Australian Computer Society
Government in Cyberspace
Moving Australian bureaucracy to the Internet and creating a new support industry
a public lecture by Tom Worthington, President of the Australian Computer Society
Monday 16 September
Announcement & Summary
Tom Worthington will talk about his experience in putting the Federal Government on-line. Tom will talk
about his work in on-line policy development and implementation in
the Department of Defence, on interdepartmental committees and for the ACS . He
will also discuss the steps Australian private and public organisations need to take to have a
stake in the global information industry. Tom will outline the up-to-minute
developments from Canberra.
About the speaker
Tom Worthington is current National President of the Australian Computer
Society. Away from the ACS Tom is Deputy Director, Information management
Planning, Australian Department of Defence. Tom is co-author of the ACS
InfoBahn Policy, the Defence Representative on the Commonwealth Group,
and one of the authors of the new Architecture For Access To Government
Contact Catherine at the ACS secretariat: Australian Computer Society (TAS), 2 Davey Street, Hobart 7000.
ph (03) 6234 8400 or fax (03) 6234 2216 or email email@example.com
Draft of 12 September 1996: The content of this talk will be developed here. Suggestions and comments welcome: firstname.lastname@example.org
Vision for a Networked Nation
In 1994 Roger Clarke and I wrote
"Vision for a Networked Nation",
as an ACS submission to assorted government and parliamentary enquiries.
The vision essentially was that Australians would have easy, low cost access to on-line facilities for routine
business, cultural and government activities. We wanted to make the Internet an ordinary tool
for people to use. Much of that vision has already been achieved, through the work of people in
Australian academia, government, industry and the community. However there is much to do.
War comes to Mallacoota
Exercise KANGAROO 95 took place in an area of over 4 million km
square, across the Top End of Australia from July to the end of August 1995 and involved over
17,000 Australian Defence Force
from the USA, Malaysia, Singapore, Papua New Guinea, the UK
Reports and photographs were transmitted from the exercise
area using stand-alone
portable satellite communications terminals, capable of full 64k
duplex high speed data.
As manager of the Defence home page, I received the reports at Defence headquarters in Canberra
and up-loaded, them to a publicly accessible Internet server at the
Australian Defence Force
During the exercise the Department of Administrative
Services announced K'95 trucking tenders on its
Government Electronic Marketplace Service (GEMS).
GEMS was linked to the K'95 home page, demonstrating the
synergy possible with the Internet.
"Commercial off the shelf" lap top computers and Internet
software were used for transmitting the photos and reports.
Photos were processed for efficient on-screen display, but also proved useful for
For the first week of the exercise I
was officially on holiday, but maintained the K95 home page
remotely using a pocket modem and lap top PC from
In the next few months the limitation will not be bandwidth or location, but people's ability
to sift information. Already on-line executives can receive much
more information in a day than they could absorb in a year. We are
starting to see software for filtering information, so they get the
high priority material, condensed in an easy to use form. This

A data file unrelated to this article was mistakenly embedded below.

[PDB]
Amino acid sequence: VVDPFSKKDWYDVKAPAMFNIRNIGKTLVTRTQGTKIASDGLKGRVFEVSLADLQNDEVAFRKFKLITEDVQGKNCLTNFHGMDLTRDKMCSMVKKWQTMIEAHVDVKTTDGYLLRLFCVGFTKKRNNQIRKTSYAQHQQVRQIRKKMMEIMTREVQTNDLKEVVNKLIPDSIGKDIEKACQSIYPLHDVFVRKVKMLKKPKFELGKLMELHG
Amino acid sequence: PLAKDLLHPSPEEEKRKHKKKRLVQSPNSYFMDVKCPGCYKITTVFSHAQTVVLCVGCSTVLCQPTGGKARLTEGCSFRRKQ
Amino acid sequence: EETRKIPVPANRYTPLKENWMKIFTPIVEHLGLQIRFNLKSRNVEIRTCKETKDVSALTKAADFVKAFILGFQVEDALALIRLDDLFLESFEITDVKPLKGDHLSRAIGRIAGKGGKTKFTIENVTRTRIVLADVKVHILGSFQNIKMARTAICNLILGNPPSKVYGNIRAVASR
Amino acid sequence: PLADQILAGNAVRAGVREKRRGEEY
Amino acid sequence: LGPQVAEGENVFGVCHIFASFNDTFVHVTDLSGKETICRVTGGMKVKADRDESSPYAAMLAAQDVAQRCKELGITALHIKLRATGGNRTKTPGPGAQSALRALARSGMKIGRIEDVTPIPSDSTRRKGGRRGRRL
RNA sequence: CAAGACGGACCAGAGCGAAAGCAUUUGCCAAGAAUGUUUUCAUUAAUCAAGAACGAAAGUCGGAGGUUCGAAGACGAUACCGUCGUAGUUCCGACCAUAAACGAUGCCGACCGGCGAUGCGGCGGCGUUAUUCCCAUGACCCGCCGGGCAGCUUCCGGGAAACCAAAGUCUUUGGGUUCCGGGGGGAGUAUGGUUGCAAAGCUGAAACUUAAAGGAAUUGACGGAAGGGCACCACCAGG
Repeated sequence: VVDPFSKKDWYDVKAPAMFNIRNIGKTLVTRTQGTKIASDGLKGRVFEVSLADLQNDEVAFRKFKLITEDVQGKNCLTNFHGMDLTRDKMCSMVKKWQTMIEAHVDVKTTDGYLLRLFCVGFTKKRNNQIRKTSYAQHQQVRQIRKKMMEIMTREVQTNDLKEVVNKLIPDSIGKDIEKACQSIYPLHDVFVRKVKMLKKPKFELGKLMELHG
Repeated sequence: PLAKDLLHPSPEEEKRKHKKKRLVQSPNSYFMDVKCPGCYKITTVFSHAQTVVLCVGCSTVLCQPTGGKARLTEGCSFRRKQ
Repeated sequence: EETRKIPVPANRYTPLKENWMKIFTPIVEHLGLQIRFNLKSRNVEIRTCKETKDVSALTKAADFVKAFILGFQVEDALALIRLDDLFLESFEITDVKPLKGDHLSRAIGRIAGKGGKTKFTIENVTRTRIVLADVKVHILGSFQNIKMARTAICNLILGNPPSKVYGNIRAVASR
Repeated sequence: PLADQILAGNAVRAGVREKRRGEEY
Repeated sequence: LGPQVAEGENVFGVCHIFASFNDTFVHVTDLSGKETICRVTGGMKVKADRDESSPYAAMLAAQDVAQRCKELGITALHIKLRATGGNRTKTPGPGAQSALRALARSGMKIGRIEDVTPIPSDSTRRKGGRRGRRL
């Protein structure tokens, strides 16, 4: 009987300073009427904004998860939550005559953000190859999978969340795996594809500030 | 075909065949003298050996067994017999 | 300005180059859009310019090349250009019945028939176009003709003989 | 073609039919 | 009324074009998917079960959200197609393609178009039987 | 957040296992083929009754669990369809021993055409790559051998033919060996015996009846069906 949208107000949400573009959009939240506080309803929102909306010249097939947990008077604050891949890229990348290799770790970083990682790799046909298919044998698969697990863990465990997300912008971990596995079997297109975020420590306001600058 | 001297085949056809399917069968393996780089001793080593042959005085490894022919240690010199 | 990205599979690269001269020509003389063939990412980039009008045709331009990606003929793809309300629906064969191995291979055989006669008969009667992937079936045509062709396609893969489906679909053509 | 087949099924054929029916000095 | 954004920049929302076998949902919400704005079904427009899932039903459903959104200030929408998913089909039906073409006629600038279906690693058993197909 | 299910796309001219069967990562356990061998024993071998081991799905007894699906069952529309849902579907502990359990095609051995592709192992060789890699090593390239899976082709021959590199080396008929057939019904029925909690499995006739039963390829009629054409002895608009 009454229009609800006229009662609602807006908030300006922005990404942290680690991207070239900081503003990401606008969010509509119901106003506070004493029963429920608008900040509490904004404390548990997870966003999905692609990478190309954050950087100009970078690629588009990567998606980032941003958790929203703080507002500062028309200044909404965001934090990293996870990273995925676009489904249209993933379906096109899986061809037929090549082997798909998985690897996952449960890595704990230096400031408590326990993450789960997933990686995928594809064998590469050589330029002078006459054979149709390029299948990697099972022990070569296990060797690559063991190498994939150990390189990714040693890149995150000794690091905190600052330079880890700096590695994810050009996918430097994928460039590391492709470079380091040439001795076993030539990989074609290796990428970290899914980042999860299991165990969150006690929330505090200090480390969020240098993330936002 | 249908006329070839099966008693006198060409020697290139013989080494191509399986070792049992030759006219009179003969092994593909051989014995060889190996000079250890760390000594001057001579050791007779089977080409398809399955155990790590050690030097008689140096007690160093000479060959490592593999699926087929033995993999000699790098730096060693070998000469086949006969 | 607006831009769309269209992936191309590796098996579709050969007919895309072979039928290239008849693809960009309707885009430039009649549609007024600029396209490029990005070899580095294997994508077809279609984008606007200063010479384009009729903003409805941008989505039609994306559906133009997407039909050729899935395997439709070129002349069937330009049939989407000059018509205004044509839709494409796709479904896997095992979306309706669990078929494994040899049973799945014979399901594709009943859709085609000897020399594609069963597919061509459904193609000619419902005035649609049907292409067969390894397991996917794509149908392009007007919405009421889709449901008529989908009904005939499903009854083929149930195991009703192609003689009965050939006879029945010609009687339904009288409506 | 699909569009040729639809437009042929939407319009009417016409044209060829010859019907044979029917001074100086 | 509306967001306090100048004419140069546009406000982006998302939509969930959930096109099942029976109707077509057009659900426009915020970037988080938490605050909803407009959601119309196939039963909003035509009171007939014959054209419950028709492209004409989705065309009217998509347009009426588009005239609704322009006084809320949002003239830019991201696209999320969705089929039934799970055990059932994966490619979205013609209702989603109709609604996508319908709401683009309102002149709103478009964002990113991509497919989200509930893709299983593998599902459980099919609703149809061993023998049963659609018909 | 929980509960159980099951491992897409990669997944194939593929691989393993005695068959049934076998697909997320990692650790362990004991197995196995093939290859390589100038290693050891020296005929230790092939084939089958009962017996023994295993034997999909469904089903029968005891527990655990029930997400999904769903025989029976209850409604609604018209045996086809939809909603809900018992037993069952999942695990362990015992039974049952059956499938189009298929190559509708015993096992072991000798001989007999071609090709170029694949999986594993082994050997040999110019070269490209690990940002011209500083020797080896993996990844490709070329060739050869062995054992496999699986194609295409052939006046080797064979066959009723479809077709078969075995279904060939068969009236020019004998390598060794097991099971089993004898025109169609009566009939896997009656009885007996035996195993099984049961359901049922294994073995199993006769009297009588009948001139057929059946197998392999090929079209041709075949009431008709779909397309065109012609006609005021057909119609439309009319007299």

is especially a priority for
Command Support Systems (CSS) systems. We will see the same
techniques used to condense information for low bandwidth users.
Some examples of information condensing:
- Researchers are working on ways to present very large amounts of information on screen (such as the organisation chart for a whole corporation). These techniques hide detail in such a way the user doesn't notice it is hidden. There is therefore no need to transmit the information until/unless it is needed.
- It is considered good Web design to provide a low resolution version of photos, which the user then clicks on for a high resolution version. Web designers must do extra work for this, but progressive JPEG will make it possible to build this function into browsers and servers.
- It is now common practice to send out a short e-mail message with a URL embedded in it. This saves sending a large document by e-mail.
We will be launching the Defence Home Page MKIII in September and I hope to incorporate some of these techniques. It is easy to build a Web page with lots of flashy animated graphics which look good in a demonstration environment; it is difficult to build one which looks good and also gets useful information out to the public, but it is possible.
Government on-line implementation
Australia's stake in the global information industry
- Mix of showmanship and technology:
Small and large organisations have the same leverage on-line: Unlike radio, TV and printed publishing
the start-up costs for on-line publishing are very low. Big organisations and small have the same access. Here
are two examples of Web pages about digital Airborne Surveillance systems from very different
sized organisations, prepared using the same technology.
- Academia is our R&D lab: Our Universities are generating potential Internet products and
exploitable techniques at a prodigious rate. However most of this output is being wasted. Each week I
attend a free public talk at the ADFA Computer Science
Department. Almost every week there is something of practical commercial value. One example is:
"From Hypertext to Flat Text: A Tool for Document Construction", by Mr Wanli Ma. There is a danger
that this research will soon cease: if no one values or uses it, the government will stop funding it.
- Join the ACS in promoting Australia